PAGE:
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Politics & Policy

San Francisco voters want more police powers, new poll shows

A group of police officers in uniform patrol an event, with a crowd and tents in the background.
A new poll from the San Francisco Chamber of Commerce shows strong support for Proposition E, which would empower police to use surveillance technologies and conduct pursuits. | Isaac Ceja/The Standard

A new poll conducted by the San Francisco Chamber of Commerce is showing strong support for two propositions on the March 5 ballot that are poised to increase law enforcement’s powers and create stricter rules surrounding welfare and drug use, data that suggests voters are leaning away from some of the city’s more progressive policies on policing and social services. 

The Chamber found that a significant majority of San Franciscans—61%—would vote yes on Prop. E, which would expand the Police Department’s surveillance capabilities and allow officers to make more vehicle pursuits. Thirty-seven percent are in opposition.

The polling also found that Prop. F, which would require screening and treatment for single adults suspected of being addicted to illegal drugs as a condition of receiving cash assistance, is garnering similarly robust support, with 61% of voters in support and 36% opposed.

Not all of the propositions are seeing such outright support: Proposition C, which incentivizes turning office space into housing by waiving the conversion’s transfer tax, had 53% of voters in support and 42% against. All three propositions were placed on the ballot by Mayor London Breed and need simple majorities to pass.

The Chamber’s polling offers insights into where voters are landing on ballot measures championed by Breed, who faces a tough reelection contest in November. As frustrations run high over public safety, homelessness and other pressing issues, Breed’s popularity has slipped.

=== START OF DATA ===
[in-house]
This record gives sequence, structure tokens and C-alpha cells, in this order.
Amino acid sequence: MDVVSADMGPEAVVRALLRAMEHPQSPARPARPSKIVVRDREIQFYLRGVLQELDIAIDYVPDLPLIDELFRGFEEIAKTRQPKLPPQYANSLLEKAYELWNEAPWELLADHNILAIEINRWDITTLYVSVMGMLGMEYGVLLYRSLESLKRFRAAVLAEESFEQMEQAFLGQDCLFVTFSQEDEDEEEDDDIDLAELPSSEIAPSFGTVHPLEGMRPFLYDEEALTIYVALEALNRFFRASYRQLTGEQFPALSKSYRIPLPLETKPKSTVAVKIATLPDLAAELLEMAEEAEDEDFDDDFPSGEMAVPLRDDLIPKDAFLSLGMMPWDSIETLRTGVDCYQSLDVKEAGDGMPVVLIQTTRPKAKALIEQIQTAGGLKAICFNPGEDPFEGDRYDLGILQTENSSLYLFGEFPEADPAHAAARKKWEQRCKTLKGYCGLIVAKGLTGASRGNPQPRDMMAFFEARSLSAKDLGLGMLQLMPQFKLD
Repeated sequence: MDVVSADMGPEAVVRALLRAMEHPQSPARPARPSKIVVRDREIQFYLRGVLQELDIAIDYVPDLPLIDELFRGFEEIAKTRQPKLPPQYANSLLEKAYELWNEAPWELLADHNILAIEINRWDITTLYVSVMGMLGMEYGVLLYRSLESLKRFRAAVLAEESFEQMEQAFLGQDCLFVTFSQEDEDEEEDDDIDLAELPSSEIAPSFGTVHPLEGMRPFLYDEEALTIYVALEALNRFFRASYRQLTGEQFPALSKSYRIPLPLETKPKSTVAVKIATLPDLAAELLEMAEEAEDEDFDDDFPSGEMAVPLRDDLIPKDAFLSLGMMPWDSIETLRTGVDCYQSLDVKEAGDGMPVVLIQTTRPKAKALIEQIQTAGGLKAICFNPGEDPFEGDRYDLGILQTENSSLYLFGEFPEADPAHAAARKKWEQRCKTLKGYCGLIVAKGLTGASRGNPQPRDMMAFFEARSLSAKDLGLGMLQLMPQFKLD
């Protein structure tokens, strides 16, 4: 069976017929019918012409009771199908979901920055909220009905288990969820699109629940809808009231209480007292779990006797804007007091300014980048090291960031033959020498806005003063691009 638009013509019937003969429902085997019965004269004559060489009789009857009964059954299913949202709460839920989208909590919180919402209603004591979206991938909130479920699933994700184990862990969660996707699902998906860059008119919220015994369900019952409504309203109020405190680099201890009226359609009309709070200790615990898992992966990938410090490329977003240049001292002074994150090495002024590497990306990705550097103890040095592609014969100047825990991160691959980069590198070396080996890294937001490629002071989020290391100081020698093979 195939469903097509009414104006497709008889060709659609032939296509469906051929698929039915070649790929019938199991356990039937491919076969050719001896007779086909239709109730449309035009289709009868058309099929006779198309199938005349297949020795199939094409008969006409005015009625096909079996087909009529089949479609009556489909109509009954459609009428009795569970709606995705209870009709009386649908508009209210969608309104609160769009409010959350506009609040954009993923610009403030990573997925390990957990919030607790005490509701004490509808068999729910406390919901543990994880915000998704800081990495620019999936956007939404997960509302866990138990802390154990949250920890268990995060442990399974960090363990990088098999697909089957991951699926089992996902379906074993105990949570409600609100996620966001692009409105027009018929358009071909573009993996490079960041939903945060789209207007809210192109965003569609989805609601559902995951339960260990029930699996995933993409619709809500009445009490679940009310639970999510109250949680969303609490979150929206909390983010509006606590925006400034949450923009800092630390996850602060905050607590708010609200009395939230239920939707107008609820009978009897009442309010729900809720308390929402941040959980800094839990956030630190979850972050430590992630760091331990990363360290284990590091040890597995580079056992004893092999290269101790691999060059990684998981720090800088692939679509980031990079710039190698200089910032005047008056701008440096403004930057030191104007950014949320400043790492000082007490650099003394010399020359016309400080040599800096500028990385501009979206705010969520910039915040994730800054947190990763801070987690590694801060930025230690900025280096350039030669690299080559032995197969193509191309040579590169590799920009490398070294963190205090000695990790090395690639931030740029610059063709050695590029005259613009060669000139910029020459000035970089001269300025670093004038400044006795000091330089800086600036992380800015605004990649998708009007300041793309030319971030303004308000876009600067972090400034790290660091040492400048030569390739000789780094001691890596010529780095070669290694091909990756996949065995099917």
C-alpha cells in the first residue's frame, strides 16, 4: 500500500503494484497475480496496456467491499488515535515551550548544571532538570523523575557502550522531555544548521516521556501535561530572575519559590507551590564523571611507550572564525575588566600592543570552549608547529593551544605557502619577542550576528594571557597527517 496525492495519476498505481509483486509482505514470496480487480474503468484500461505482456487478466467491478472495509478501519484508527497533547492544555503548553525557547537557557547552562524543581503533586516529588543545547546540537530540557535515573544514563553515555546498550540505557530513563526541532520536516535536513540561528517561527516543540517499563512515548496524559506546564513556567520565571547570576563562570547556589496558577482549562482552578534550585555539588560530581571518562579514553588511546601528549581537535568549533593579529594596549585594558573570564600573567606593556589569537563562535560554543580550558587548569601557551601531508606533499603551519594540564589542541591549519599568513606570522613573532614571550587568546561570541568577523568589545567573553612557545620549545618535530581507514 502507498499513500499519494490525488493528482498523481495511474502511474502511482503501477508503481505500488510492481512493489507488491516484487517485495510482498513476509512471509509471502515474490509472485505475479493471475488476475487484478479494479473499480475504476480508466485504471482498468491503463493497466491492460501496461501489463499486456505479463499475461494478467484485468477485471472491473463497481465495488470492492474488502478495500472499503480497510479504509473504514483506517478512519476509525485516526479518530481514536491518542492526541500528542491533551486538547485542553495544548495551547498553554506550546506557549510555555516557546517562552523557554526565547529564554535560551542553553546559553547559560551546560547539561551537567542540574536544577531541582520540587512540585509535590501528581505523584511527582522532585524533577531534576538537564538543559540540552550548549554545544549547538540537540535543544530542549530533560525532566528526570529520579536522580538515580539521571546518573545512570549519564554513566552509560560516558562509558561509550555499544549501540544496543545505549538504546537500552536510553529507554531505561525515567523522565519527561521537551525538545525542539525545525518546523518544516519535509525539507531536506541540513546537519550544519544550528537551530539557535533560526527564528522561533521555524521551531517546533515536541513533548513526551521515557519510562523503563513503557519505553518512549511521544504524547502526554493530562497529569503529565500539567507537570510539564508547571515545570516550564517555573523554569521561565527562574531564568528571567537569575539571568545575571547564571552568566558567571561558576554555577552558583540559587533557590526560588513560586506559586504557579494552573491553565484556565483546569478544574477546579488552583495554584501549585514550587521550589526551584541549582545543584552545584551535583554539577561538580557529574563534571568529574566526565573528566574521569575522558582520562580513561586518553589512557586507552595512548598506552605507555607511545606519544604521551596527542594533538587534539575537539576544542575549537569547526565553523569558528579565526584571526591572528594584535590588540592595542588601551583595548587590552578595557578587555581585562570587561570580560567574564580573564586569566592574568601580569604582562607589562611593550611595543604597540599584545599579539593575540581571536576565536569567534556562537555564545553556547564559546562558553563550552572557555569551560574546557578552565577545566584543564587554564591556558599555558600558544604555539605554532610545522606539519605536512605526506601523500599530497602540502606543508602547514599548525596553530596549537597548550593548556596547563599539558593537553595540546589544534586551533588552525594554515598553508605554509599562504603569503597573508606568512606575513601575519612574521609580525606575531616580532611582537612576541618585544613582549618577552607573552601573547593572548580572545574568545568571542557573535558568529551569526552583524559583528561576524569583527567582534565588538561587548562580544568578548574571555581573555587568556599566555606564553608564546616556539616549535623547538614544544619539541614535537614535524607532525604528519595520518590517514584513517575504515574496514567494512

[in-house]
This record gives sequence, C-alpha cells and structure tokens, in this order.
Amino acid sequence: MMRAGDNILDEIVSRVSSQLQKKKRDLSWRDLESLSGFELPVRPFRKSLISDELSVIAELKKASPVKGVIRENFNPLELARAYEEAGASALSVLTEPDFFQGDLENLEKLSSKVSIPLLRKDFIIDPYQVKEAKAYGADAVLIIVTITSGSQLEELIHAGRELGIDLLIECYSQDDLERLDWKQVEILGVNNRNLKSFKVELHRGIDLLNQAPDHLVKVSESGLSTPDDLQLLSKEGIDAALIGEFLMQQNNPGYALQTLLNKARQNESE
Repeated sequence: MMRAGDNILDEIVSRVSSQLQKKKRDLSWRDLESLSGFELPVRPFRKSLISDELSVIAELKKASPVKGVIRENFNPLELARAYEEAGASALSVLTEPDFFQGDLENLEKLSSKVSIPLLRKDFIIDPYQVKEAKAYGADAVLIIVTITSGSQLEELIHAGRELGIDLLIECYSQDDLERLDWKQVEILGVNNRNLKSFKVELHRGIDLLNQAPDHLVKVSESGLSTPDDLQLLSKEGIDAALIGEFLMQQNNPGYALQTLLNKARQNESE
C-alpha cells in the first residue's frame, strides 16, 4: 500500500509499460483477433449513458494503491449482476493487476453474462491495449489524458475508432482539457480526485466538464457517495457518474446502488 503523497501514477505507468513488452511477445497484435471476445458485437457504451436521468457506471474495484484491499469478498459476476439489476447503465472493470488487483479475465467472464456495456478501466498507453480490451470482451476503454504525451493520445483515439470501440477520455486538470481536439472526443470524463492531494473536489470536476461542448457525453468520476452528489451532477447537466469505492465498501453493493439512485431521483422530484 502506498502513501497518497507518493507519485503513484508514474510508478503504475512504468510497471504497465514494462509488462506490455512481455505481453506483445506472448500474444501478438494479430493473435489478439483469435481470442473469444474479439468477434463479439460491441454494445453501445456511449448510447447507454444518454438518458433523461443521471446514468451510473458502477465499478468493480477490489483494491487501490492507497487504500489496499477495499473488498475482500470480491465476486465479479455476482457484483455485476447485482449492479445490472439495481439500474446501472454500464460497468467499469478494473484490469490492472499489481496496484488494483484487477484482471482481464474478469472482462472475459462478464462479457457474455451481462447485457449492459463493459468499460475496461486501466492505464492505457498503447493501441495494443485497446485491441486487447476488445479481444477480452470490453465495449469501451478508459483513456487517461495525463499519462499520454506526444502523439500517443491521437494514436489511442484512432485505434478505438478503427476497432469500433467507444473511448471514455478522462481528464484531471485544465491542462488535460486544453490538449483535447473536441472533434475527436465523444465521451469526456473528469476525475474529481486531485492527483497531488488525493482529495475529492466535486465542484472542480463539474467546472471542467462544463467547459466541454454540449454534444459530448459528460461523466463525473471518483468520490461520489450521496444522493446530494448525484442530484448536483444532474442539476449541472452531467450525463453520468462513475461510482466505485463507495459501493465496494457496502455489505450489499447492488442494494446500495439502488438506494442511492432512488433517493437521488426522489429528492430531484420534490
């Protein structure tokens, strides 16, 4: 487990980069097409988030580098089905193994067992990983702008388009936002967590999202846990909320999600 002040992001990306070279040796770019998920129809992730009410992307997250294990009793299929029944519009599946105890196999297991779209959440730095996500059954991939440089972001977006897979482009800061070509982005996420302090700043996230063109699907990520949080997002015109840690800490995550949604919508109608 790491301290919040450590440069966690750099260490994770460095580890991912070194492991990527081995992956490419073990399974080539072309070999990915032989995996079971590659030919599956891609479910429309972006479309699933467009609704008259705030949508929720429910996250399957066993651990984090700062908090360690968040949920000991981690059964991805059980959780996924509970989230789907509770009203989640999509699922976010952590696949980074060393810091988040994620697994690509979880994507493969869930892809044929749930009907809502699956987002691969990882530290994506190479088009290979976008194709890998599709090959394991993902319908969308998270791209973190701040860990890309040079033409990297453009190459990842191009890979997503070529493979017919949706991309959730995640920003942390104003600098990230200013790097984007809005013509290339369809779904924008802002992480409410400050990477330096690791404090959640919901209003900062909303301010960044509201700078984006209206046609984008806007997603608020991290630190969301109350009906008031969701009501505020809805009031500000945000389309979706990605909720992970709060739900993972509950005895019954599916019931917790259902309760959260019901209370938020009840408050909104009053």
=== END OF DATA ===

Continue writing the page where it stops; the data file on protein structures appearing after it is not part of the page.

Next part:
A woman in a purple dress speaks at a microphone; another woman smiles in the background.
San Francisco voters appear to be supportive of ballot measures placed on the March 5 ballot by Mayor London Breed. | Source: Michaela Vatcheva for The Standard

“I think voters in San Francisco are looking for solutions to address the problems they see in the city,” said Ruth Bernstein, CEO of EMC Research, which conducted 500 interviews for the poll. “They are seeing concerns about crime. They are seeing a number of challenges in the city. And they are open and supportive of changes that are going to address some of those problems.”

Stronger policing and drug policy

Prop. E, which would allow police officers to use drones, more cameras and automated license plate readers and give them more latitude to chase suspects, is seeing a firehose of money coming in from a variety of tech leaders, including Ripple chairman Chris Larsen and venture capitalist Ron Conway. 

The ballot measure would also require the Police Commission, which acts as an oversight group of the department, to gather community feedback if they are implementing new policies. It would also task the watchdog and department to reduce tasks considered time-consuming for police officers.

As of Tuesday, the ballot measure has racked up nearly $1.5 million, according to the city’s Ethics Commission—by far the most cash injected in support of a proposition for the March election. 

One of Breed’s main opponents in the race this November, Daniel Lurie, has established his own committee supporting the measure.

The proposition’s opponents have raised $200,000, with the American Civil Liberties Union speaking out against the measure, describing it as going backward on police reforms and removing teeth from the Police Commission’s oversight role.